The Indian Army has decided to go for an indigenous assault rifle to replace the problematic INSAS rifles.
The decision that could save thousands of crores in foreign exchange and boost local manufacture was taken recently by Army Chief General Dalbir Singh.
The Army then cancelled a problematic Rs 4,848 crore order for importing Multi Caliber Assault Rifles on June 15 — first reported by Mail Today on July 1.
“We are going in for a designed and Made in India rifle in keeping with the government’s indigenisation thrusts,” senior Army sources told Mail Today.
The performance of the DRDO-designed ‘Excalibur’ assault rifle in trials last month at the Armament Research and Development Establishment (ARDE) in Pune has further enthused the Army.
The Excalibur had only two stoppages (where the bullet gets stuck in the breech) after 24,000 rounds were fired, close to the Army’s specifications of only one stoppage.
The Excalibur is an improved version of the INSAS rifle and fires 5.56×45 mm ammunition. It has full-automatic capability over the INSAS which can only fire a three-round burst.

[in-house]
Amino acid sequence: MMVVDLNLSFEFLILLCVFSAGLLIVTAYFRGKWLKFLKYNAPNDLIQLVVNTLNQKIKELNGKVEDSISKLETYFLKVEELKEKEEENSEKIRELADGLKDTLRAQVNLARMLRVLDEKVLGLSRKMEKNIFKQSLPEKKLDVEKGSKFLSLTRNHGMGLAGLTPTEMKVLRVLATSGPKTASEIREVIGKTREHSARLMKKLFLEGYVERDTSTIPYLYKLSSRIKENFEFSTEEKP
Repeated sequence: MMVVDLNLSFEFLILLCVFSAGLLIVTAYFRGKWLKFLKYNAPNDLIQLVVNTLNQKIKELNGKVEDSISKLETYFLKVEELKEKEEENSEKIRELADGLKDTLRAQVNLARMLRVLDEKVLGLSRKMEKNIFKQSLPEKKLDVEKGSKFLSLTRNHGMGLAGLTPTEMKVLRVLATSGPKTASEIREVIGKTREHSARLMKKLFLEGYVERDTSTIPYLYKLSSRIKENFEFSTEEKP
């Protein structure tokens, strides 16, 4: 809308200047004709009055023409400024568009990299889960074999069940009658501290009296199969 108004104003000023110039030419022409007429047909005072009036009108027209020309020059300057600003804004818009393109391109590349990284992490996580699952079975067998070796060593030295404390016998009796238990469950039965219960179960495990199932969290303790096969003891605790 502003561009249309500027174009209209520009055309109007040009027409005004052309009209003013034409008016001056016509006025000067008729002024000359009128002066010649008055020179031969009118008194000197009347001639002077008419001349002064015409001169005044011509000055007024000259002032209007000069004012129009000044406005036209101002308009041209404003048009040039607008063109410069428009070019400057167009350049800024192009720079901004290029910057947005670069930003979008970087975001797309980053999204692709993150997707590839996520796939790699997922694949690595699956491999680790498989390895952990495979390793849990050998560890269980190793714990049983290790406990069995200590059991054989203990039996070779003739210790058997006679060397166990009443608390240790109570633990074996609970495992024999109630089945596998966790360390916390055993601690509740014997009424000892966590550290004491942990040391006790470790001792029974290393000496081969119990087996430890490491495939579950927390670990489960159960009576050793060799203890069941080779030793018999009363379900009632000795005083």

The Excalibur barrel is shorter by 4 mm, has a side folding butt stock and features a Picatinny rail, a universal mount that allows a range of weapon sights and sensors to be fitted on the rifle.
DRDO officials say it will take the OFB’s Rifle Factory Ishapore at least eight months to incorporate design changes suggested by the ARDE and field the first prototypes of what they are calling the ‘Modified INSAS Rifle’ (MIR).
Changes suggested after trials include a smaller handguard and improved polycarbonate magazine.
If the Excalibur/MIR clears trials, it could be in the hands of infantry soldiers within two years, DRDO officials say.
The DRDO is designing a second version of the Excalibur, the AR-2 that fires 7.62×39 mm rounds used by AK-47. The AR-2 will be offered as an alternative to the Russian-origin assault rifle.
The Army’s 2011 tender was for a Multi Caliber Assault Rifle or for a weapon that could fire INSAS and AK-47 ammunition with a barrel change.
Five international firms— Beretta of Italy, Israeli Weapons Industries (IWI), Colt Defense of the U.S., Ceska Zbplojovka of Czech Republic and SiG Sauer of Switzerland—were shortlisted for the trials.
However, Army officials now admit the specifications were poorly drafted and unrealistic.
By SANDEEP UNNITHAN